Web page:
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Jessica Lange is one of the regular cast members of AHS. She’s starred in a handful of the AHS seasons and her star power is unmatched. To cast an actress of her caliber, and to keep her returning, must mean that show runners Brad Falchuk and Ryan Murphy are doing something right. Not only does the content of the show challenge the audience, but the intense plot twists and cliffhangers keep them coming back for more.

Out of all of Lange’s performances in the AHS seasons, she may not shine brighter than in the fourth season. "Freak Show" introduced a cavalcade of interesting characters. And Lange’s character rounded them up for the circus. However, one of these “freaks” may jump out at you.

Going all the way back to Asylum, Elsa recruits Pepper as her first “monster.” Pepper had a great supporting role in "Asylum" and helped the show continue its ratings dominance.

11 Lana Winters Interviews Ally From Season 7

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Lana Winters is a character that tends to keep popping up. Not only does she appear in the 1964 version of AHS in "Asylum," but she also comes up in one of the shows more recent seasons. It’s a little odd for Lana Winters to show up in the latest season. Why? Well, "Asylum" takes place in the 1960s. And the most recent incarnation of AHS takes place in 2016. Any way you slice it, Winters shows up and does what she does best.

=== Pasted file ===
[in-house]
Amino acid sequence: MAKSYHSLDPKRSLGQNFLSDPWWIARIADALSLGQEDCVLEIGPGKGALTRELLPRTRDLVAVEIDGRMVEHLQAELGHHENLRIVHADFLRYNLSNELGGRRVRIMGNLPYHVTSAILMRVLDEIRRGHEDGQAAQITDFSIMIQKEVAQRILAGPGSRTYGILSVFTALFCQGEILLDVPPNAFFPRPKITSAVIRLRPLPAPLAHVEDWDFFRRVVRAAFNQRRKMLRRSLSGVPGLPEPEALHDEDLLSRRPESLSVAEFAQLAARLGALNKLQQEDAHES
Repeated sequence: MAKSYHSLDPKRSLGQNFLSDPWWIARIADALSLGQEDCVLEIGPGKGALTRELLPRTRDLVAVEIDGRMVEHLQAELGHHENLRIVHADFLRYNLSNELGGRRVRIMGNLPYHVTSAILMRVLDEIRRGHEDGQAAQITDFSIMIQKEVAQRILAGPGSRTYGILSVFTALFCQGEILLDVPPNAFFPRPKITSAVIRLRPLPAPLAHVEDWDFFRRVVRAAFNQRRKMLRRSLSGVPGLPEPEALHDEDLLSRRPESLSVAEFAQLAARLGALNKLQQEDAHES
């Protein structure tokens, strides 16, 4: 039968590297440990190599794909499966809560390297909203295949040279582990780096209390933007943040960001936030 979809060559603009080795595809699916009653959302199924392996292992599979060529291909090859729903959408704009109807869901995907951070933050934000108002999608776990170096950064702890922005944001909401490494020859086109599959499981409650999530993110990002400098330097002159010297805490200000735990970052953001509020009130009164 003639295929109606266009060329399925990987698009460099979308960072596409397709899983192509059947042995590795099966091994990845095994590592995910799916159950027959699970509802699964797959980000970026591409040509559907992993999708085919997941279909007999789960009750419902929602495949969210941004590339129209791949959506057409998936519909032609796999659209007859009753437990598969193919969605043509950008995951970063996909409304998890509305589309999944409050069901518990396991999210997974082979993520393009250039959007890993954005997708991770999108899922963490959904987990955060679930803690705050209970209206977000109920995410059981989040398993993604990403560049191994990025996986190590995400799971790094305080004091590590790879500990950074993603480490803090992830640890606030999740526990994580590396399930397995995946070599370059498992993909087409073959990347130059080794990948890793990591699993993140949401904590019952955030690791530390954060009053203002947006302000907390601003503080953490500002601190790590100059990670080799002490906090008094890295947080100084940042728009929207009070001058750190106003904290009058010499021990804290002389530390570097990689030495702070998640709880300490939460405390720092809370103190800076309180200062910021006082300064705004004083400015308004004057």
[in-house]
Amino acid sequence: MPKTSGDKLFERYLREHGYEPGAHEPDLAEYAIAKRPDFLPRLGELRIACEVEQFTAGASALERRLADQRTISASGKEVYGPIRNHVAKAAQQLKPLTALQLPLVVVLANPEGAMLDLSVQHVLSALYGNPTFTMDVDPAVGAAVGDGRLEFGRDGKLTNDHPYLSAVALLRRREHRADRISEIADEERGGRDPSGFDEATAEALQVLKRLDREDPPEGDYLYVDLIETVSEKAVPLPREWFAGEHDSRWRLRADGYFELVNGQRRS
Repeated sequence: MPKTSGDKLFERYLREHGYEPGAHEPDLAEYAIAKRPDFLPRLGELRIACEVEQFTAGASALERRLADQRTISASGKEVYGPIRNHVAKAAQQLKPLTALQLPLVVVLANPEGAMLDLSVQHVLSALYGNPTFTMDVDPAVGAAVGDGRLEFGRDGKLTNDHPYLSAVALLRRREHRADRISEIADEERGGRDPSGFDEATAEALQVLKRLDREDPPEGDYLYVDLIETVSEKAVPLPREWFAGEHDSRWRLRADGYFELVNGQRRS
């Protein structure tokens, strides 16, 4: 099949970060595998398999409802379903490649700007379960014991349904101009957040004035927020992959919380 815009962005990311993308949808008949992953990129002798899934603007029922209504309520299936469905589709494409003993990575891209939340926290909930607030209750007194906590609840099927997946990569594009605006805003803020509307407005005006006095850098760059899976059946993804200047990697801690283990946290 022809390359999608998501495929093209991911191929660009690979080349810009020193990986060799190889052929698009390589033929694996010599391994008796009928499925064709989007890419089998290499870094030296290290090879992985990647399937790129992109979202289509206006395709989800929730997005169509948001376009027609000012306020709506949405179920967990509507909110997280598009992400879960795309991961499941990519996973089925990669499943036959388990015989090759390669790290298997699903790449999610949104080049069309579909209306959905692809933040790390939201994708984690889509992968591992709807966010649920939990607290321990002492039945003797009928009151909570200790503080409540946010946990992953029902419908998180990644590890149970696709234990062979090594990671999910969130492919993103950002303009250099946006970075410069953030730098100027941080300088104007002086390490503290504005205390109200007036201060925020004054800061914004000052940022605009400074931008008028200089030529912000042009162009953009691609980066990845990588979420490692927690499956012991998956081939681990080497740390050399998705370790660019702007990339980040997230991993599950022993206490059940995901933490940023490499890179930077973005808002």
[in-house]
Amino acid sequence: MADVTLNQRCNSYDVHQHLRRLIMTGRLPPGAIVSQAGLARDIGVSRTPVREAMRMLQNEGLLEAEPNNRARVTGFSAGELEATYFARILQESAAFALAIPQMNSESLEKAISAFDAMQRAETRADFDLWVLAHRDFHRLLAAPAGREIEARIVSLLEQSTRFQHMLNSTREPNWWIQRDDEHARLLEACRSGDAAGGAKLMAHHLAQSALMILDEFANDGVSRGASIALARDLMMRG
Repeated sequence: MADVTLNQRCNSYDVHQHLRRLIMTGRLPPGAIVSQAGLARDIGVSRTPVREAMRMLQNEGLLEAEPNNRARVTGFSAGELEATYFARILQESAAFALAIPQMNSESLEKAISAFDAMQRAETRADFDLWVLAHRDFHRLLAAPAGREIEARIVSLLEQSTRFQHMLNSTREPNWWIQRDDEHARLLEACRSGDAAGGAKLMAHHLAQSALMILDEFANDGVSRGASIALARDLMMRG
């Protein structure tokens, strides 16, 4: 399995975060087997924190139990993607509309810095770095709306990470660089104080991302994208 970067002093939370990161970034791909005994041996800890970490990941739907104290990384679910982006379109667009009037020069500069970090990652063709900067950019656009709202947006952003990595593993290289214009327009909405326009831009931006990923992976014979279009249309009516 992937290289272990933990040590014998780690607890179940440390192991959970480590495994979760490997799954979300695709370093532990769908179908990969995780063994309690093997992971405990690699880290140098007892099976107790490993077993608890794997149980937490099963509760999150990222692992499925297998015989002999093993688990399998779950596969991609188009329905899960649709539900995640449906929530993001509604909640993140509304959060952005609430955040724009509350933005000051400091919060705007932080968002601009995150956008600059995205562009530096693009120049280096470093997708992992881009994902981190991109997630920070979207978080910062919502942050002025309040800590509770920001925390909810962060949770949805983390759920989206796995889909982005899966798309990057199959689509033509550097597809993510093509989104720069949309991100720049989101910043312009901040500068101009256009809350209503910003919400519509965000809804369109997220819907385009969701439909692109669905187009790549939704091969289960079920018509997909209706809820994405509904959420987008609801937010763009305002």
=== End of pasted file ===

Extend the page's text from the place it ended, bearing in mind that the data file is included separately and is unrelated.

With the storyline of "Cult" dealing with the widely divisive presidential election of 2016, you may be wondering which characters could show up. But, it makes the most sense that it ends up being Lana Winters. She ends up interviewing the survivor of the show’s events, Ally.

Winters doesn’t seem to age a whole lot, but it’s still interesting to see Winters pop up season after season.

10 The Haunted House From Season 1 And The Hotel Have The Same Realtor

via: International Business Times

Being connected with any part of the events that occur in any AHS season is sure to leave you with some nasty scars (both physically and metaphorically). Whether it’s dealing with cults, psychopaths, or a boarding school full of seemingly innocent girls, no one and nowhere is safe. But, if you’re a realtor, you may not even realize your life may be in danger.